Remember when choosing a new, faster PC only required knowing the processor name and clock speed? Wish that simplicity would return to PC buying? Don't hold your breath. Buying an Intel PC is going to change, but for the better may be a different story.
Intel's Bill Calder yesterday revealed that the company's branding will be "simplified" into entry-level, mid-level, and high-level, referring to Intel Core i3, i5, and i5.
That would be easier to grok, if it were really that simple. But, that's just the tip of Intel's silicon pyramid.
Below the Intel Core family, the company will still offer "entry-level" Celeron and "basic" Pentium machines, Calder wrote. Celeron will eventually go away as a PC product, but will still be used for Wi-Fi and WiMAX products. Huh?
Intel Core is described as the company's new "hero" brand, and the focus of its strategy.
"The fact of the matter is, we have a complex structure with too many platform brands, product names, and product brands, and we've made things confusing for consumers and IT buyers in the process. All that is about to change. Or at least, we begin a process of change that will evolve over time," Calder wrote.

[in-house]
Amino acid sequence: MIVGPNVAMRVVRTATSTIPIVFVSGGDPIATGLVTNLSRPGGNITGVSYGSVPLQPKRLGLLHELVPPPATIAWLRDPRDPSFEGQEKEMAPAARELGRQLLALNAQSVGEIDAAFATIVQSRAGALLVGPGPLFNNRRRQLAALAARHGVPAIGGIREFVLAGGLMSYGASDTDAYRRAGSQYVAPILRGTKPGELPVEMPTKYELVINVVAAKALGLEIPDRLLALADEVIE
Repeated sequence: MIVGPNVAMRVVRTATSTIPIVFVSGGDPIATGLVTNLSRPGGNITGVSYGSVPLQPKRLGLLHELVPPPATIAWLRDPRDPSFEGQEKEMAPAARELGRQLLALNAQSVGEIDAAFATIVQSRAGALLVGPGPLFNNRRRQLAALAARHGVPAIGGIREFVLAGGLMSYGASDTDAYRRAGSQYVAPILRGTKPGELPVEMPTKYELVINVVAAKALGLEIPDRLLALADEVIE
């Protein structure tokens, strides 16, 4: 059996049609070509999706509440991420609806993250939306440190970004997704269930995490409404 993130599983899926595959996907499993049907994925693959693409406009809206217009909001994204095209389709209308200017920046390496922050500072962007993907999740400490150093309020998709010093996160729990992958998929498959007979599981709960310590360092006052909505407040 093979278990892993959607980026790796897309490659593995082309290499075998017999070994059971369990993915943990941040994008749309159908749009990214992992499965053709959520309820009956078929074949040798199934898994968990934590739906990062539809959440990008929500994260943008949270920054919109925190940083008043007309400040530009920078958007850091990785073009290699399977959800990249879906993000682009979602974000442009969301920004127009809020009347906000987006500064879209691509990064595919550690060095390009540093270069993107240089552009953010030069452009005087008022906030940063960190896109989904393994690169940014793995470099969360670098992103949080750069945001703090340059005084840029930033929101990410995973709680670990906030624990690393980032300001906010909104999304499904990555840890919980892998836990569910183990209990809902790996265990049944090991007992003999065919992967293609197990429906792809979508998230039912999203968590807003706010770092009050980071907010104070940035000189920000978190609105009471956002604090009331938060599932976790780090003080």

Calder's readers were not impressed.
"This new marketing stinks," one commented on Calder's post, echoing the sentiment of others. "I miss the old days where things were CPU-level and frequency."
"Please try to make the product numbers actually comparable and useful even for people that don’t have the Intel product charts memorized," pleaded another reader.
"I mean, today on a given Best Buy laptop page there’s T3400, SU2700, T5550, T6400, SU9400, P8600, SP9400, etc. And, of course, the number has absolutely no bearing on performance. You should never, ever have the situation where a processor with a 9400 number is slower than one with a 6400 number."
Beyond that, there are various chip features, such a vPro, available on some systems but not others.
I don't think Intel intentionally makes its branding incomprehensible, but it releases a tremendous amount of technology and still lacks a way to make it understandable and comparable to PC buyers, both within its own product line and to competitors' processors.
Adding to the confusion is the naming of future processors, such as Lynnfield and Clarksfield, which eventually must be translated into marketing names, such as Core i3.
This makes PC purchases a lot more difficult than it should be and leaves customers wondering how one product stacks up against another. Intel desperately needs to address that issue, which I see as the core (pun optional) of its branding problem.